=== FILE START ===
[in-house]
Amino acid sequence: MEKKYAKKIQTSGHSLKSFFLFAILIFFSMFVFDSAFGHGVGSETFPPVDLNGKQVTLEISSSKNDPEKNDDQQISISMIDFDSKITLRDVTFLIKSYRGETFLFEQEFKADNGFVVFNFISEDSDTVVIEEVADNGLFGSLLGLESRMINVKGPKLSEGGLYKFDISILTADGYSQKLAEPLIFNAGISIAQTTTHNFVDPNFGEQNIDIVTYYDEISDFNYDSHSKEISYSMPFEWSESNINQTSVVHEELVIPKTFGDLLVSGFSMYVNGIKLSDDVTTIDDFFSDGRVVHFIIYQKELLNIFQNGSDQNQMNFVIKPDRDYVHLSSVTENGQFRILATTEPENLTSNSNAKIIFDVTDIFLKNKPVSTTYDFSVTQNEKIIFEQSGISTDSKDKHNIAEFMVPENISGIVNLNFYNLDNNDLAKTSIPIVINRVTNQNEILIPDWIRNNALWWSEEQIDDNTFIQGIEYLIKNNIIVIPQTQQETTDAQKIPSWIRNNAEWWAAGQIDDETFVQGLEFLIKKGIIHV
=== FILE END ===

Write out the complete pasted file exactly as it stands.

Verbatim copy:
[in-house]
Amino acid sequence: MEKKYAKKIQTSGHSLKSFFLFAILIFFSMFVFDSAFGHGVGSETFPPVDLNGKQVTLEISSSKNDPEKNDDQQISISMIDFDSKITLRDVTFLIKSYRGETFLFEQEFKADNGFVVFNFISEDSDTVVIEEVADNGLFGSLLGLESRMINVKGPKLSEGGLYKFDISILTADGYSQKLAEPLIFNAGISIAQTTTHNFVDPNFGEQNIDIVTYYDEISDFNYDSHSKEISYSMPFEWSESNINQTSVVHEELVIPKTFGDLLVSGFSMYVNGIKLSDDVTTIDDFFSDGRVVHFIIYQKELLNIFQNGSDQNQMNFVIKPDRDYVHLSSVTENGQFRILATTEPENLTSNSNAKIIFDVTDIFLKNKPVSTTYDFSVTQNEKIIFEQSGISTDSKDKHNIAEFMVPENISGIVNLNFYNLDNNDLAKTSIPIVINRVTNQNEILIPDWIRNNALWWSEEQIDDNTFIQGIEYLIKNNIIVIPQTQQETTDAQKIPSWIRNNAEWWAAGQIDDETFVQGLEFLIKKGIIHV